Genome mutation:

Genome mutation Changes in sets of chromosomes Remarks: Breeders are more interested in gene mutation, because chromosomal rearrangement usually produce negative results, such as lower fertility of the offspring Mutant are often of great value for breeding as sources of new, previously unknown useful characters Mutagenesis may be instrumental in obviating the technical difficulties arising in the crossing of such a small flowered crops such as milled

Slide 14:

Mutation breeding The utilization of induced mutation for crop improvement is known as mutation breeding. Steps in mutation breeding :- 1) Objective of programme 2) Selection of variety 3) Plant part treated 4) Dose of mutagen (LD 50) 5) Giving mutagen treatment: a) Irradiation - Immediately planted to raise M1 b) Chemical - Seeds are presoaked and exposed to desired mutagen. 6)Handling of mutagen treated population

Slide 15:

Procedure of mutation breeding The mutation breeding process consists of four important steps: ● Choice of material : The best adopted variety of a crop should be chosen for mutagenesis, because such variety has all acceptable agronomic features. ● Choice of mutagen : The choice of mutagen depends upon the plant parts to be treated. Generally, chemical mutagens are more preferred for seed treatment and radiation for treatment of vegetative parts. ● Mutagenic treatment : The procedure of mutagenic treatment takes three things into account : viz. plant species, dose of mutagen and duration of treatment. In seed propagated species, generally, seed are treated. In vegetatively propagated species, buds, suckers or cuttings are used for mutagenic treatment. LD50 refers to a dose of mutagen that kills 50% of the treated individuals. the duration of treatment depends on the intensity of radiations or concentration of chemical mutagens. ● Handling of treated material : The handling of mutagen treated material differs in seed propagated species and vegetatively propagated species.

Slide 16:

Applications 1) Induction of desirable mutant allele, which is not present in germplasm . 2) Improving specific character of variety without change in genetic make up. 3) Used to improve various quantitative character. 4) Induction of male sterility 5) Production of haploids by irradiating pollens. 6) Overcoming self incompatibility(Lewis-1954)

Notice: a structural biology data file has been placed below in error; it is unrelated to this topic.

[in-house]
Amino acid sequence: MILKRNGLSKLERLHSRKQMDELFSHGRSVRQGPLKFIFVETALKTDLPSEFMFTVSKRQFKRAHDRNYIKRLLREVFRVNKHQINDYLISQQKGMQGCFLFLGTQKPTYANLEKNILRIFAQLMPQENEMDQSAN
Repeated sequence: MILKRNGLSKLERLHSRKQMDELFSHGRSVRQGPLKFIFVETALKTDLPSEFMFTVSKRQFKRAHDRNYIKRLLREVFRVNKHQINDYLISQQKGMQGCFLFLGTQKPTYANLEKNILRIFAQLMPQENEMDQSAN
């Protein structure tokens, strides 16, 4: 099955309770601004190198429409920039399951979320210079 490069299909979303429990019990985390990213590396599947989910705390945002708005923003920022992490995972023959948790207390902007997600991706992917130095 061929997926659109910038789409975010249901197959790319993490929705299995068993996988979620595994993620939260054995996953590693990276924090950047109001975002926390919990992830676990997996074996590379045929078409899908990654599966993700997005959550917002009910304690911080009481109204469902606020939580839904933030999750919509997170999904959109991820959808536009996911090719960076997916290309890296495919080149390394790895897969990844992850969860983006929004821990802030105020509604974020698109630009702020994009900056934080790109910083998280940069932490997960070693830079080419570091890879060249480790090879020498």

Slide 17:

Limitations 1) Low frequency 2) Need to screen large number of population. 3) Pleiotropic effect 4) Most of the mutations are recessive. 5) Identification of micro mutation is very difficult.

Slide 18:

Region No. of mutant cultivars % of total Asia 1582 57 Europe 896 32.29 N. America 182 6.56 Africa 60 2.16 L. America 45 1.62 Australia 10 0.37 Total 2775 100.0 Mutant cultivars released in various regions of the world Source: I.A.E.A.,2008

Slide 19:

Country No. of mutants cultivars Rank China 638 1 India 272 2 Japan 232 3 Russia +USSR 214 4 Netherlands 176 5 Germany 176 6 USA 128 7 Other countries include : France (39), Czech. Rep. (36), Canada (35), Italy (35), Pakistan (32), U.K. (32), Bulgaria (30) & Poland (30) Mutant cultivars released in top seven countries of the world Source : IAEA,2009

Slide 20:

Rediscovery of Induced Mutations Why? Major economic successes in USA (rice, barley, sunflower, grape fruit, peppermint: Pakistan (cotton); India (blackgram); Australia & Canada (linseed); Japan (pear); China (rice) Development in biotechnology, especially efficient in vitro culture and molecular markers methods, facilitated application of mutation techniques in breeding and basic research

Slide 21:

Creation of mutants for breeding, germplasm enhancement and biodiversity : e.g. new desired genes for stress resistance (drought, salinity, diseases) or improved quality Induction of genetic variation necessary to exploit the full power of structural and functional genomics for gene isolation directed at the improvement of crops: mutational analysis and plant function and structure What for? Rediscovery of Induced Mutations

Slide 22:

Group No. of mutants % of total Ornamentals 552 24.5 Crops 1700 75.5 Cereals 1072 47.6 Legumes 311 13.8 Industrial 81 3.6 Vegetables 66 2.9 Oil crops 59 2.6 Others 111 4.9 Total 2382 (175 crop species) Mutant cultivars released in different crops in the world Source : IAEA,2000

Slide 23:

Group Species No. of mutants % of total Cereals 7 69 22.3 Legumes 11 52 16.8 Oil crops 5 30 9.7 Industrial 6 24 7.8 Vegetables 8 11 3.6 Ornamentals 9 103 33.3 Other 10 19 6.1 Total 56 309 100.0 Mutant cultivars released in India Source : IAEA,2008

Slide 24:

Mutagens / origin No. of mutants Physical mutagens gamma rays 169 x-rays 26 neutrons 7 gamma EMS 1 other 1 Total 204 Mutagens used in development of mutant cultivars released in India

Slide 25:

Mutagens / origin No. of mutants Chemical Mutagens Ethyl methane sulphonate (EMS) 15 Dimethyl sulphate (DMS) 4 Ethylene imine (EI) 2 Sodium azide (NaN 3 ) 2 Diethyl sulphate (DES) 1 Methyl methane sulphonate (MMS) 1 Colchicine 1 Ethelene oxide 1 Thalium oxide (TO) 1 other 6 Total 34 Mutagens used in development of mutant cultivars released in India

Slide 26: